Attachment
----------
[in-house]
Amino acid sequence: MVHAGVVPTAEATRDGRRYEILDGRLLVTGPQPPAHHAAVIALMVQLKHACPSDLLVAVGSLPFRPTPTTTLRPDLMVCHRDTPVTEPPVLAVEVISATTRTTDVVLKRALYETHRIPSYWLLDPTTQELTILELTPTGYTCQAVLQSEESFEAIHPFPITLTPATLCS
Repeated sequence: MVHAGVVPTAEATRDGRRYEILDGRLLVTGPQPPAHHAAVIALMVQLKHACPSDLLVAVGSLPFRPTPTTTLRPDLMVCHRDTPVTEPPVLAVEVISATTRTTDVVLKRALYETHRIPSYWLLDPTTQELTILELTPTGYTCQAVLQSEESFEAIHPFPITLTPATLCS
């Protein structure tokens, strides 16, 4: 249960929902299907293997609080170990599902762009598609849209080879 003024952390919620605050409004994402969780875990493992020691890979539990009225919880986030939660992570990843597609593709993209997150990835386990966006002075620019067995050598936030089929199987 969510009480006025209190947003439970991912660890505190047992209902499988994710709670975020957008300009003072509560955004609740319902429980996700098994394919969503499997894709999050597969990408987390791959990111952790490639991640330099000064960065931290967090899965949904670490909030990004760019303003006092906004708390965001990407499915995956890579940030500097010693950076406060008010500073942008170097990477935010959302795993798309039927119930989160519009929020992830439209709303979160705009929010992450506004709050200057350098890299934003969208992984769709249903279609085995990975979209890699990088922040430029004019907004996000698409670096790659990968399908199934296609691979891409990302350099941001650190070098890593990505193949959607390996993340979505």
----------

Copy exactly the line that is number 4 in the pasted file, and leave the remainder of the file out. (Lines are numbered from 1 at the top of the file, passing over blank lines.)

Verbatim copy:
């Protein structure tokens, strides 16, 4: 249960929902299907293997609080170990599902762009598609849209080879 003024952390919620605050409004994402969780875990493992020691890979539990009225919880986030939660992570990843597609593709993209997150990835386990966006002075620019067995050598936030089929199987 969510009480006025209190947003439970991912660890505190047992209902499988994710709670975020957008300009003072509560955004609740319902429980996700098994394919969503499997894709999050597969990408987390791959990111952790490639991640330099000064960065931290967090899965949904670490909030990004760019303003006092906004708390965001990407499915995956890579940030500097010693950076406060008010500073942008170097990477935010959302795993798309039927119930989160519009929020992830439209709303979160705009929010992450506004709050200057350098890299934003969208992984769709249903279609085995990975979209890699990088922040430029004019907004996000698409670096790659990968399908199934296609691979891409990302350099941001650190070098890593990505193949959607390996993340979505």